Folli Follie plans to open its first stores in jewelry-mad Spain in 2002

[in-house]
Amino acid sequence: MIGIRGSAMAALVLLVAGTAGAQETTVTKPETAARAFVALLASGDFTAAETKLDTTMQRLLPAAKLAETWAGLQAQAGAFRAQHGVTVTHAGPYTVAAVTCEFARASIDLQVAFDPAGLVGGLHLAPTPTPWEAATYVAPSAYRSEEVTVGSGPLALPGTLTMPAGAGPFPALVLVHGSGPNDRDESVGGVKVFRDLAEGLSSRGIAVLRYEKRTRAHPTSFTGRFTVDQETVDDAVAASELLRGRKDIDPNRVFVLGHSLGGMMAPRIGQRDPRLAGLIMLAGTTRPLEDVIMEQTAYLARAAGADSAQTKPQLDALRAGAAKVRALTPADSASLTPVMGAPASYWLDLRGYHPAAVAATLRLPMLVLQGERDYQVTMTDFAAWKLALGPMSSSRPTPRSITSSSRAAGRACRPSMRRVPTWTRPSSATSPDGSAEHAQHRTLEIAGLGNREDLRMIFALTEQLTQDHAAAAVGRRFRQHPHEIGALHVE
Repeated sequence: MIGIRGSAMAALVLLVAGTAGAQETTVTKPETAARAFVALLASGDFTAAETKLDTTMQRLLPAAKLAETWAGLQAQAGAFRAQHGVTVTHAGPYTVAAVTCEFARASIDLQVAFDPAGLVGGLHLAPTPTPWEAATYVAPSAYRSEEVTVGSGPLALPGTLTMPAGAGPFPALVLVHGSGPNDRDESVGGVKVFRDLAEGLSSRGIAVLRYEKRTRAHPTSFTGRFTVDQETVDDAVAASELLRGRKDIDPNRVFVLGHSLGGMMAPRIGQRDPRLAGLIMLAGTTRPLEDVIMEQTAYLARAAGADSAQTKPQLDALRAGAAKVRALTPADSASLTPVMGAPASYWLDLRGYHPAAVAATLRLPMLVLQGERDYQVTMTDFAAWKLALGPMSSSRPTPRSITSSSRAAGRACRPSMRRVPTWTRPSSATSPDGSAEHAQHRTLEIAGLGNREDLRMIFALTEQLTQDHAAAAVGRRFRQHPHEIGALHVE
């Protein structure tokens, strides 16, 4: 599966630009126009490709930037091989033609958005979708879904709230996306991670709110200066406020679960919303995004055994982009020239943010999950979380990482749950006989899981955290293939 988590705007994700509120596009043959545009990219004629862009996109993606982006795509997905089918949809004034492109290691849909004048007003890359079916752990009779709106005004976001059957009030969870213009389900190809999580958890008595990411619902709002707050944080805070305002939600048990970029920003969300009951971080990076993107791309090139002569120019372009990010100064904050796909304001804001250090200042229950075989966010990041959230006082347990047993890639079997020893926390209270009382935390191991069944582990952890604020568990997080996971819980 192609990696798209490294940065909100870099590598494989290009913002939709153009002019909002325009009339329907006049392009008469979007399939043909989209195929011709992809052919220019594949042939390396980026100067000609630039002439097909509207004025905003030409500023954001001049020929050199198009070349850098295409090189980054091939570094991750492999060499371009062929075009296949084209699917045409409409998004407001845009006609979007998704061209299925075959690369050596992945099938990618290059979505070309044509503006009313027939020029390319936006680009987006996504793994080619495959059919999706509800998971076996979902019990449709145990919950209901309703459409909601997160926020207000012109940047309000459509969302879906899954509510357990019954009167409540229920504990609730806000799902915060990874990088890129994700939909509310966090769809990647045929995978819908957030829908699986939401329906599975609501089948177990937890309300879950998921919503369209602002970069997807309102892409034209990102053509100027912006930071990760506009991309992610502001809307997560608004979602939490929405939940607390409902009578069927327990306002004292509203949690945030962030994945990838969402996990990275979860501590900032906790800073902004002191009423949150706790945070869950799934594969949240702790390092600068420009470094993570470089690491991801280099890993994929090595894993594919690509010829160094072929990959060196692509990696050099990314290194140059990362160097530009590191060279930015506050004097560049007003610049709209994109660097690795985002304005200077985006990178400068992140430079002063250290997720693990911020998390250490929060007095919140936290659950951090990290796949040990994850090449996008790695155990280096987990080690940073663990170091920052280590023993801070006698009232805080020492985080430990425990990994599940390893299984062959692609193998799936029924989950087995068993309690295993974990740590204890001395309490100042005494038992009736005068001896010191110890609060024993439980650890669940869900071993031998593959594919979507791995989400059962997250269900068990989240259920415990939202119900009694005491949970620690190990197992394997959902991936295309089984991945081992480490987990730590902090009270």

Jewelry retailer Folli Follie is planning to open its first stores in Spain next year and penetrate the American market by 2005, its management told Reuters late on Tuesday. Our entry in Spain in 2002 will take place through a 100-percent owned subsidiary company, Folli Follie’s Vice President George Koutsolioutsos told Reuters in an interview. The company, which markets jewelry, watches, perfumes and leather accessories, is exceeding its sales targets, while other luxury goods companies are trimming forecasts in the global economic slowdown. Seeing opportunities in the German and Spanish markets, the retailer plans to first tackle Spain, where spending on jewelry is high and tourism growing, its vice president said. Koutsolioutsos said Folli’s growth is based on cheaper prices and the fact that its main target group – working women aged between 20 and 40 – keep following fashion trends, despite the slowdown. The retailer last week reported sales growth of 70 percent to 70 million euros ($62.5 million) for the nine months to September. Pretax profit after minorities rose 60 percent to 18.4 million euros. Folli Follie has a current network of 200 stores in 19 countries. Its main focus is Asia, where it realizes 60 percent of its sales. With the economic slowdown already having an impact on sales of luxury goods, and groups such as Gucci and LVMH trimming sales projections, Folli Follie expects to comfortably weather the storm. Koutsolioutsos said Folli will seek to expand its network by an annual 15 percent to number 400 stores by 2004. With 54 shops in Greece, it will be looking to expand in other European countries, including France and Italy. We are starting a pilot program to sell products at the Frankfurt airport and are very close to a deal with Lufthansa, British Airways and Air France for in-flight sales, Koutsolioutsos said. The company already has similar agreements with Japan Airlines and Singapore Airlines. It projects sales in duty-free shops will reach 10 percent of its total revenues this year. Koutsolioutsos gave an upbeat outlook for the next five years. Folli Follie expects annual sales and profit growth rates of about 40 percent. We actually benefited from the economic slowdown in Japan as cheaper rent and advertising costs contributed to a faster expansion of our network there, Koutsolioutsos said. Folli Follie operates 50 stores in Japan, which generate 25 percent of its total sales. By 2004, it targets a network of 100-120 branches. Our intention to expand into the USA was planned for 2005, but this may take place sooner due to the economic slowdown, Koutsolioutsos said.

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